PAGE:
By Lynn R. Mitchell
While recently driving on Rivermont Drive not far from downtown Lynchburg, there was a Virginia historical marker for writer Pearl S. Buck. Not realizing she had any association with Lynchburg, I looked her up after returning home and discovered she attended college in that river city, writing for the college’s literary magazine and graduating in 1914.
Born in West Virginia to missionary parents, she spent much of her life living in China which had an impact on her lifelong understanding of other nationalities. In 1938, she won the Pulitzer Prize and was the first female writer to win the Nobel Prize for literature with her book, The Good Earth, that described rural life in China prior to World War I.
A brief biography is available from the Pearl S. Buck website, as written by Peter Conn:
Beloved by millions of readers, THE GOOD EARTH, has been one of the most popular novels of this century since its publication in 1931. The book won the Pulitzer Prize and the William Dean Howells medal for fiction. For over 30 years, Pearl S. Buck’s novel played a major role in shaping Western attitudes toward China.
Born in Hillsboro, West Virginia, in 1892 to an ill-matched pair of Southern Presbyterian missionaries, Pearl Sydenstricker was taken to China at the age of three months and lived there for forty years. A rarity among white American writers, she spent her childhood as a minority person, an experience that had much to do with her lifelong passion for interracial understanding.
Raised in Chinkiang, a small port city in Kiangsu province, by the time she was four she spoke and wrote Chinese as well as English. Upon her mother’s insistence, Pearl was educated at Randolph-Macon Women’s College in Lynchburg,Virginia. In 1917 she married Lossing Buck, a Cornell Graduate working in China, and spent the next several years in Nanhsuchou, a barren rural village, home to several thousand impoverished farmers. She became intimately familiar with the daily lives of China’s poorest inhabitants, and a decade later the village would provide the primary setting for her first stories of China, including The Good Earth. She would publish over seventy books during her long, productive career, including many bestsellers, but The Good Earth would prove to be her most enduring.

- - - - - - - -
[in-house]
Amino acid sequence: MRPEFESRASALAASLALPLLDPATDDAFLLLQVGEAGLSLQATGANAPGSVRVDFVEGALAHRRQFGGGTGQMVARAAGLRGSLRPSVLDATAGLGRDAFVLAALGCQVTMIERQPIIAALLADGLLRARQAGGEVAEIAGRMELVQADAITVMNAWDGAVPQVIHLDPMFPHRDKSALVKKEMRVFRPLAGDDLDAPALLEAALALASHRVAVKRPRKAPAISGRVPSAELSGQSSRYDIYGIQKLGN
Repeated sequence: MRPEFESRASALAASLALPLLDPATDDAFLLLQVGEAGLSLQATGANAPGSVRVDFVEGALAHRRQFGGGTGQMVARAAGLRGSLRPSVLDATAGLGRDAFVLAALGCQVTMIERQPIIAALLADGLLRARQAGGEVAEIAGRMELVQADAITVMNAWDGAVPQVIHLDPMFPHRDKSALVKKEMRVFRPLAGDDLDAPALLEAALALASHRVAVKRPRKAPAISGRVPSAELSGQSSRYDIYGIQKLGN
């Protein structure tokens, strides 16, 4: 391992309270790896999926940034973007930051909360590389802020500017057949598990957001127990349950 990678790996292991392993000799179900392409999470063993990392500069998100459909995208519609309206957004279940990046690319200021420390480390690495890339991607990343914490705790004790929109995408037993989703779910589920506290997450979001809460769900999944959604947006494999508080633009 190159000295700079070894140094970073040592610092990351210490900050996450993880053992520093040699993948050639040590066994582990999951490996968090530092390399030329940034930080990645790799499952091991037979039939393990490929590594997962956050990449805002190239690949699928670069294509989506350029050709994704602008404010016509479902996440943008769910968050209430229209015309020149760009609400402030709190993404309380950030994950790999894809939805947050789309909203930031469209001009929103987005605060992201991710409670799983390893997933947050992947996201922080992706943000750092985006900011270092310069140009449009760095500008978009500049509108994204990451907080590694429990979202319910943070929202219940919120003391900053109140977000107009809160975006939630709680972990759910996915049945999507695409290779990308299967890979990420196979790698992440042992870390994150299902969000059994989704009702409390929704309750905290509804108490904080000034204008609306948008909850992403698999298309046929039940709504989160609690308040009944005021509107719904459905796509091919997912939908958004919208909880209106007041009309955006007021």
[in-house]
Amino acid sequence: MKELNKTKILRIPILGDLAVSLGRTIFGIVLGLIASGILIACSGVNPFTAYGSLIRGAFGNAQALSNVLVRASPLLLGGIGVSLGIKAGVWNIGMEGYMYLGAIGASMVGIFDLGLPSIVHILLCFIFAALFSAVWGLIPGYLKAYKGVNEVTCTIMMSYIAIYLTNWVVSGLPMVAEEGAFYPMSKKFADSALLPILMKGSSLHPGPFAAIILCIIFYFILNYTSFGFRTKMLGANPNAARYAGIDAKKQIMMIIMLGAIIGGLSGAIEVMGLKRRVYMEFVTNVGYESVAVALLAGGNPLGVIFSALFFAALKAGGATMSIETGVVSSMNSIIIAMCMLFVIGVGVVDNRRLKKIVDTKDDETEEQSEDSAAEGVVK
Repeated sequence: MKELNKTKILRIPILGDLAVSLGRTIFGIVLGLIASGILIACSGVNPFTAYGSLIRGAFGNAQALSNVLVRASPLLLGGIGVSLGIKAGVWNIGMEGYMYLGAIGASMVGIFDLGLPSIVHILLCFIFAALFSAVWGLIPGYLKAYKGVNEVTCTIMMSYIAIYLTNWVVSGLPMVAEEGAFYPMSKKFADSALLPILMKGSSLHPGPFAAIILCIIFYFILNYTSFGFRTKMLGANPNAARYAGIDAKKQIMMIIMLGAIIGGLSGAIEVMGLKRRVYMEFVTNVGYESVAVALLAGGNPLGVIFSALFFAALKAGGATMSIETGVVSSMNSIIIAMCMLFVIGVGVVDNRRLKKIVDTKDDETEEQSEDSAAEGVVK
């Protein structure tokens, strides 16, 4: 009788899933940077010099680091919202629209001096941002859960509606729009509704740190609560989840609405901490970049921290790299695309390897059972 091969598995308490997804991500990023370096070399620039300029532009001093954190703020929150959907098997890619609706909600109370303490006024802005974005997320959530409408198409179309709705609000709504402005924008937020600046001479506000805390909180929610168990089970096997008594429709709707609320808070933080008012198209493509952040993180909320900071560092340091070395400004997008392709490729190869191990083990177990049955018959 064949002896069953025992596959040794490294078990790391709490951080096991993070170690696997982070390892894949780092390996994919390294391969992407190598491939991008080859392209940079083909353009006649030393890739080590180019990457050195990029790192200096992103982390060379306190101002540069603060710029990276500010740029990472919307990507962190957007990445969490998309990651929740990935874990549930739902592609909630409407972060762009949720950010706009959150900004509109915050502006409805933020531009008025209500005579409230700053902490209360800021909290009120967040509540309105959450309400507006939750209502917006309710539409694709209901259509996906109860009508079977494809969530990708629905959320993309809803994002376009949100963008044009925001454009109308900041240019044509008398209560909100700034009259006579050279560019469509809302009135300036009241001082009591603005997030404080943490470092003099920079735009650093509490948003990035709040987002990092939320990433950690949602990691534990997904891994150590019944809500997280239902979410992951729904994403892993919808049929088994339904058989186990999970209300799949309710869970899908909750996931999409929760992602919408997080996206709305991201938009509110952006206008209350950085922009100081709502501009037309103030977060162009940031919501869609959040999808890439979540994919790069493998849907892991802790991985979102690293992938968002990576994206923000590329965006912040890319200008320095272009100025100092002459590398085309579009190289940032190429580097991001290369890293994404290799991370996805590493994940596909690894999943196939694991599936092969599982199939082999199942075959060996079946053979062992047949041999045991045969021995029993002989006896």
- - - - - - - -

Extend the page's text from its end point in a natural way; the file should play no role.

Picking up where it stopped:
In 1935, Pearl divorced Lossing Buck in order to marry her publisher and editor, Richard Walsh. They moved to Green Hills Farm in Bucks County, Pennsylvania. In 1938 she became the first American woman to win the Nobel Prize for literature; it would be fifty-five years before another, Toni Morrison, would win. In essays, lectures, and novels, she was an active supporter of the Chinese in their war against Japanese invasion. She and Walsh raised millions of dollars that were sent to China for medical relief. Along with her tireless efforts on behalf of the Chinese, Pearl was also active in the campaigns for African-American civil rights, the equal rights amendment, and a nuclear test ban. After World War II, she found herself under attack by Senator Joseph McCarthy and other right-wing politicians for her liberal views, and became a target of F.B.I. surveillance which began in 1938 and continued to the end of her life.
In 1949, Pearl founded Welcome House in order to find homes for thousands of mixed-race children who had been fathered by American Servicemen in Asia. In the last twenty years of her life, she established the Pearl S. Buck Foundation to provide foster care for Asian-American Children who could not be adopted by American families. Eventually she moved to the small New England town of Danby, Vermont, where she died in 1973 at the age of eighty.
Pearl lived half her lifetime in the East, half in the West. She began in poverty and ended her life as a millionaire, along the way winning the most coveted literary prize in the world. She played a leading role in major twentieth-century struggles for human rights and established herself as one of the most powerful women of the century. In all of this, she left a legacy far larger than her classic novel, The Good Earth, and her other writings. She is buried, as she had instructed, at Green Hills Farm, beneath a large ash tree. Her tombstone, which she designed, does not record her name in English; instead the Chinese characters representing the name Pearl Sydenstricker are inscribed.
Now I know the Virginia connection with this remarkable woman.